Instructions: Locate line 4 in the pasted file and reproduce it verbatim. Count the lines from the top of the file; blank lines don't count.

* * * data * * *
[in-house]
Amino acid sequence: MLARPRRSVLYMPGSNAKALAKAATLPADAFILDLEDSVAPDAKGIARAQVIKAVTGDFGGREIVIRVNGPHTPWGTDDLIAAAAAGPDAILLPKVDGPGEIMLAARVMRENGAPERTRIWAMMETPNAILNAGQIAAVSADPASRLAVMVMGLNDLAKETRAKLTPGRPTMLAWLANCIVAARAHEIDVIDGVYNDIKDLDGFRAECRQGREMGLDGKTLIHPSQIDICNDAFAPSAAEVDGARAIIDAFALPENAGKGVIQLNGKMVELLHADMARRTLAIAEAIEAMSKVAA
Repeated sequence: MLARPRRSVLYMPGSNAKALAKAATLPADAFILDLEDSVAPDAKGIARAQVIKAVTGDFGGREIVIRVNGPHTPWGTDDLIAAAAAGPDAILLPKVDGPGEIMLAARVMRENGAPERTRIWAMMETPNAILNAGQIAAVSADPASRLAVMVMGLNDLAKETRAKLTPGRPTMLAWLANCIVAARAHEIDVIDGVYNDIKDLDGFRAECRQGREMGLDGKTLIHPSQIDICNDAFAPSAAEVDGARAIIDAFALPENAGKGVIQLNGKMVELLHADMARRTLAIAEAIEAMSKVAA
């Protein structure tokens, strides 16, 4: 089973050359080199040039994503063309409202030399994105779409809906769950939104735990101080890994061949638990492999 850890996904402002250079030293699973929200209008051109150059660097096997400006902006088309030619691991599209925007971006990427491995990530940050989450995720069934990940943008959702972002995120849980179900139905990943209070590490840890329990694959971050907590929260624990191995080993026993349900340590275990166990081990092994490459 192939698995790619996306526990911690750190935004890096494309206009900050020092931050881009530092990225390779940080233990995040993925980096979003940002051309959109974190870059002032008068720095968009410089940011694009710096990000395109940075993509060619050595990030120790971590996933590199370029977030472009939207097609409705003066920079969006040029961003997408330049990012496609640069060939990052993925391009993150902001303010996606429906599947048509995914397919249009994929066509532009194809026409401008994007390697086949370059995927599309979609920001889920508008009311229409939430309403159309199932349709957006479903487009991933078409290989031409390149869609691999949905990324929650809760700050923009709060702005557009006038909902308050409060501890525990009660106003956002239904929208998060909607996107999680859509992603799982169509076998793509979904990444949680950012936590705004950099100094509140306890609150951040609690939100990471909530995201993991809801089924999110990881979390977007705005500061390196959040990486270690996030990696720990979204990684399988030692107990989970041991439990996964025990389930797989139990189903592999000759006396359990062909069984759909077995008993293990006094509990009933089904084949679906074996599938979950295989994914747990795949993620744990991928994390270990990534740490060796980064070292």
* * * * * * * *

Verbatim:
């Protein structure tokens, strides 16, 4: 089973050359080199040039994503063309409202030399994105779409809906769950939104735990101080890994061949638990492999 850890996904402002250079030293699973929200209008051109150059660097096997400006902006088309030619691991599209925007971006990427491995990530940050989450995720069934990940943008959702972002995120849980179900139905990943209070590490840890329990694959971050907590929260624990191995080993026993349900340590275990166990081990092994490459 192939698995790619996306526990911690750190935004890096494309206009900050020092931050881009530092990225390779940080233990995040993925980096979003940002051309959109974190870059002032008068720095968009410089940011694009710096990000395109940075993509060619050595990030120790971590996933590199370029977030472009939207097609409705003066920079969006040029961003997408330049990012496609640069060939990052993925391009993150902001303010996606429906599947048509995914397919249009994929066509532009194809026409401008994007390697086949370059995927599309979609920001889920508008009311229409939430309403159309199932349709957006479903487009991933078409290989031409390149869609691999949905990324929650809760700050923009709060702005557009006038909902308050409060501890525990009660106003956002239904929208998060909607996107999680859509992603799982169509076998793509979904990444949680950012936590705004950099100094509140306890609150951040609690939100990471909530995201993991809801089924999110990881979390977007705005500061390196959040990486270690996030990696720990979204990684399988030692107990989970041991439990996964025990389930797989139990189903592999000759006396359990062909069984759909077995008993293990006094509990009933089904084949679906074996599938979950295989994914747990795949993620744990991928994390270990990534740490060796980064070292």